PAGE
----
Compost versus Mulch: How Do They Compare?

Mulch and compost are two essential soil conditioners for your garden. They help to keep your plants in top condition. However, people often use these terms interchangeably. Not knowing the difference make result in choosing the wrong one for your garden. So, what’s the difference between compost and mulch?

Well, this article will go into detail explaining exactly what mulch and compost are. It will also cover the various ways that you can use them in your garden and how they can benefit you and your garden.



Compost describes the material obtained after decomposition of organic matter. Make compost by piling up organic matter in large bins or containers. Then, allow it to decompose for a given duration.

Fully decomposed compost is usually dark brown colored. It also produces a mild, pleasant smell.

On the other hand,

Mulch is the layer of organic or inorganic materials spread on top of the soil as a protective cover. Most organic mulches are made using wood chips, grass clippings, or leaves.

Inorganic mulches consist of things such as stones, gravel, landscape fabric, or plastic. The larger the particles used, the longer it will take for the mulch to break down.

How are Compost and Mulch Used?

Compost is usually rich in nutrients necessary for the better growth of your plants. Adding compost beneath the soil's top layer ensures nutrients available for the plants. When preparing for a new planting, you can add some compost to the holes and plant your vegetables or seeds on top.

Compost can also be used as mulch by spreading on top of the soil. You can also place next to plants in the ground and worked into the soil by spreading it out using a small garden fork.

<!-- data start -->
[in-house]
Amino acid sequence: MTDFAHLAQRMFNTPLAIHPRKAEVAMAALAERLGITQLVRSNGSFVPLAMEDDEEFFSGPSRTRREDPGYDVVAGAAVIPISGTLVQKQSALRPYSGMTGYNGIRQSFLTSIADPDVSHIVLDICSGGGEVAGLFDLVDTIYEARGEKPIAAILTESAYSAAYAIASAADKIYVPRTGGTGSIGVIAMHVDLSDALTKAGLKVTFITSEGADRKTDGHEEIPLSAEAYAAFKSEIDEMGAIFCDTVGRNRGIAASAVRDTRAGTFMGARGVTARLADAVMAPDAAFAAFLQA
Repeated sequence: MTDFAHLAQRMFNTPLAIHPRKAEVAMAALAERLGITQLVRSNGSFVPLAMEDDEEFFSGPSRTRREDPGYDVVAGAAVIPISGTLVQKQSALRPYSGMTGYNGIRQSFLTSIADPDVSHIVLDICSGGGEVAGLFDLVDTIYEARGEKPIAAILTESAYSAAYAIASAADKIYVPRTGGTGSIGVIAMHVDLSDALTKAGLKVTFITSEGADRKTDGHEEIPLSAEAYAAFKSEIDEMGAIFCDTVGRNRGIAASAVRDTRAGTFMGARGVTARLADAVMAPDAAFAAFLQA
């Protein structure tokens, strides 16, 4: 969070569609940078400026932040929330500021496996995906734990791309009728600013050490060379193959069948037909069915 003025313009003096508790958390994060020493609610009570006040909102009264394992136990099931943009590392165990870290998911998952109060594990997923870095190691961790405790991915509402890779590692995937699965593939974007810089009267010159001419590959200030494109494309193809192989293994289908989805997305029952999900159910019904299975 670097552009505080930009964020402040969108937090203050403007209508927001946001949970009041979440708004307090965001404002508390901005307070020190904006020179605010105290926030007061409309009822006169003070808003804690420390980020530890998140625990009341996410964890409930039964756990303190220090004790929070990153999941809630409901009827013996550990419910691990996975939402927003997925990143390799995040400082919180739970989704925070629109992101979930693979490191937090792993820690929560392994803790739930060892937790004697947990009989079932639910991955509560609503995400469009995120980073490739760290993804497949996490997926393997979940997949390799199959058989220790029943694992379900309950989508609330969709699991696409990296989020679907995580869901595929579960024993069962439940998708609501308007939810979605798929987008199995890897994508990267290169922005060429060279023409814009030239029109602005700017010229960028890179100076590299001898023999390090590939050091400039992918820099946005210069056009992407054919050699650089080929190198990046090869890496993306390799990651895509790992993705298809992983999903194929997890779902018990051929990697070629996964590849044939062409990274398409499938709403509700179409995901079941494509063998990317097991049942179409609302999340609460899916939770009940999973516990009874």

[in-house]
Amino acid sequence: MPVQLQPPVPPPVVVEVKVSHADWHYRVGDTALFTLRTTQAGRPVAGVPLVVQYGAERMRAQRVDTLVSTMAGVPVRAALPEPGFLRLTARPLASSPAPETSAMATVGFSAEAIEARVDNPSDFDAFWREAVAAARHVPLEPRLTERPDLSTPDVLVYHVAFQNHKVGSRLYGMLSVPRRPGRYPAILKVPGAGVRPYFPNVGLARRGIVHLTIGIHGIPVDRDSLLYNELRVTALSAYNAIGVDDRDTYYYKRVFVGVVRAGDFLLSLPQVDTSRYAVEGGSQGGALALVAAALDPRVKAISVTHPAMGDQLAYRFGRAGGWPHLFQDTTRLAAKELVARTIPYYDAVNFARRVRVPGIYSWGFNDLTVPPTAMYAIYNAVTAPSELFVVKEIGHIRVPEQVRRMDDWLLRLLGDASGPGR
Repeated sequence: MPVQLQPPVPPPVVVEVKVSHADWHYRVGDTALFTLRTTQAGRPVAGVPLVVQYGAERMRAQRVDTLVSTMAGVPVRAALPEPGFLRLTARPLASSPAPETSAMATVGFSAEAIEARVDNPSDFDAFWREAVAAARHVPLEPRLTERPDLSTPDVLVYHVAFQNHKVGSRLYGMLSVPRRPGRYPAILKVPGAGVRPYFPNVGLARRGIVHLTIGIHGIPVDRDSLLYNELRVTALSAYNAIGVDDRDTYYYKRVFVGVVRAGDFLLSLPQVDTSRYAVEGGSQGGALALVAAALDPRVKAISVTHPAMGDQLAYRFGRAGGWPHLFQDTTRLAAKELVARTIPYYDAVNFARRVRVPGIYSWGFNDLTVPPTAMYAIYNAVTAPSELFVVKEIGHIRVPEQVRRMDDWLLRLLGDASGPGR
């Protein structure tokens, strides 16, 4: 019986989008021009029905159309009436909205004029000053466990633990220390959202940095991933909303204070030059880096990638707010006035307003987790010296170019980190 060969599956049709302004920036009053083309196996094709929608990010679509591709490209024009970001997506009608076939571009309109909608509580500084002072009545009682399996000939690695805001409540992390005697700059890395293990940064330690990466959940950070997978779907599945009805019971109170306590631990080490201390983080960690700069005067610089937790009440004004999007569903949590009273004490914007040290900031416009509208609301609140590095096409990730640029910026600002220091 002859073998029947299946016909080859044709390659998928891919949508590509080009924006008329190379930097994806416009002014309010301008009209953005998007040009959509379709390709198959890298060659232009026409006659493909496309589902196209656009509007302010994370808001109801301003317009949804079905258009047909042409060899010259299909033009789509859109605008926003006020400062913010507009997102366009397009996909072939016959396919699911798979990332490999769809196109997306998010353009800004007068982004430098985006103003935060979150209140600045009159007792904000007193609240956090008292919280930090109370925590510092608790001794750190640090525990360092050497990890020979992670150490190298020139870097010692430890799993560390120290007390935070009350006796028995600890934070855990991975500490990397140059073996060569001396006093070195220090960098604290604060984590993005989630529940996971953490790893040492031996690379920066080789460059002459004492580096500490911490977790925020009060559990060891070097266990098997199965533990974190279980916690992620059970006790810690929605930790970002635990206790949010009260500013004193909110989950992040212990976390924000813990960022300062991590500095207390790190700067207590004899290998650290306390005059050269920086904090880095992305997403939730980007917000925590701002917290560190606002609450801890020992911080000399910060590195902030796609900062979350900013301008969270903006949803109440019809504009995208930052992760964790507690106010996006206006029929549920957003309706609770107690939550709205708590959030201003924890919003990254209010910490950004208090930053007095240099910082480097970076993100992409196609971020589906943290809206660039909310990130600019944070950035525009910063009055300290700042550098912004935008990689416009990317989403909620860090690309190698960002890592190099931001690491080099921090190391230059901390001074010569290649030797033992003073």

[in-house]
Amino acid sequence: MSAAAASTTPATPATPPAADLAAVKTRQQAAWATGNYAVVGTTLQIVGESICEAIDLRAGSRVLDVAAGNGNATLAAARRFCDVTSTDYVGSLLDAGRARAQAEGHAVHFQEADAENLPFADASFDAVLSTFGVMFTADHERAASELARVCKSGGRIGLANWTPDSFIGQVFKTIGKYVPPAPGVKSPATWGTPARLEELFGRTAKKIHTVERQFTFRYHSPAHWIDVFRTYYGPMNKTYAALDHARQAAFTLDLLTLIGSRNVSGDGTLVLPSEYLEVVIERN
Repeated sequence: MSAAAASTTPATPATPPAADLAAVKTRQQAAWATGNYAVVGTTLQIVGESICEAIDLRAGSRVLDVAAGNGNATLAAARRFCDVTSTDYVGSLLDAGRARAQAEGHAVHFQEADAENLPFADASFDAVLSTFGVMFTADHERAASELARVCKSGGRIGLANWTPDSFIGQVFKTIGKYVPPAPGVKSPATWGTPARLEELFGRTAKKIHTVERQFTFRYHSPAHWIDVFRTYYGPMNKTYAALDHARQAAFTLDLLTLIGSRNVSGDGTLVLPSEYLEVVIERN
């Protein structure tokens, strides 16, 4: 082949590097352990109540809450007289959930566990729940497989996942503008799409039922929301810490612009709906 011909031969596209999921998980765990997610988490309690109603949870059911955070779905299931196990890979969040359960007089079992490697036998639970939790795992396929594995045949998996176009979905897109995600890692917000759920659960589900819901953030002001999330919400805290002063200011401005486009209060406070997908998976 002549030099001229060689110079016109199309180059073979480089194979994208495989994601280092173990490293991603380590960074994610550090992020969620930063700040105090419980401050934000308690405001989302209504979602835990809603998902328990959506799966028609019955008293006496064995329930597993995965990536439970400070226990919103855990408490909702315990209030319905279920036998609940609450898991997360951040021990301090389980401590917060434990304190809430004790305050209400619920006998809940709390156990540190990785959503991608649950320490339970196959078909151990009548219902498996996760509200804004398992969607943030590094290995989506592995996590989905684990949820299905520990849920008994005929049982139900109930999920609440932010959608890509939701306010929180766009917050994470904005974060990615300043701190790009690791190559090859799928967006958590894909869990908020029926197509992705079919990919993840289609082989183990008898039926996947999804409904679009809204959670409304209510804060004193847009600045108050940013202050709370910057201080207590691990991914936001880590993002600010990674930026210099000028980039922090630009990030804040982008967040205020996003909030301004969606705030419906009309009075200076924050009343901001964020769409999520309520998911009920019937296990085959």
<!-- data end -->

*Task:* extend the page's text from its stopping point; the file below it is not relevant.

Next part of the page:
The perfect time to use compost on your garden bed is usually during late fall. It’s recommended to spread it in layers two inches deep. Place coarse mulch on top of the compost to give young plants a conducive environment for growth.

Mulch offers a protective cover to shade out weeds and help in moisture retention. For it to be effective, spread not less than three centimeter thick layers on top of moist soil.

For a new garden bed, use mulch sheets to effectively retain moisture and prevent the growth of weeds. Synthetic mulches do not require regular replacements as they don’t decompose.

Benefits of Using Compost

compost vs mulch compost


Gardening with Compost delivers a plethora of benefits. Not only does compost help plants grow healthy and strong. It also brings the following advantages:

Improves the structure of soil

A mixture of soil and compost creates a soil texture that’s ideal for water retention and drainage. This ensures better air circulation for even the heavily clay or overly sandy soils. Compost loosens tightly bound soil particles for young roots to penetrate easily. This also allows roots to easily spread and thus reducing erosion.

Aids in nutrient retention

The use of compost in the garden adds potassium, nitrogen, and phosphorous. Compost leaches other micronutrients like manganese, copper, iron, and zinc into the soil.

These micronutrients play a major role in the overall health of the plants. While compost continues to decompose, nutrients are also gradually released into the soil. Compost that includes different ingredients produces a greater variety of nutrients.

Regulates soil pH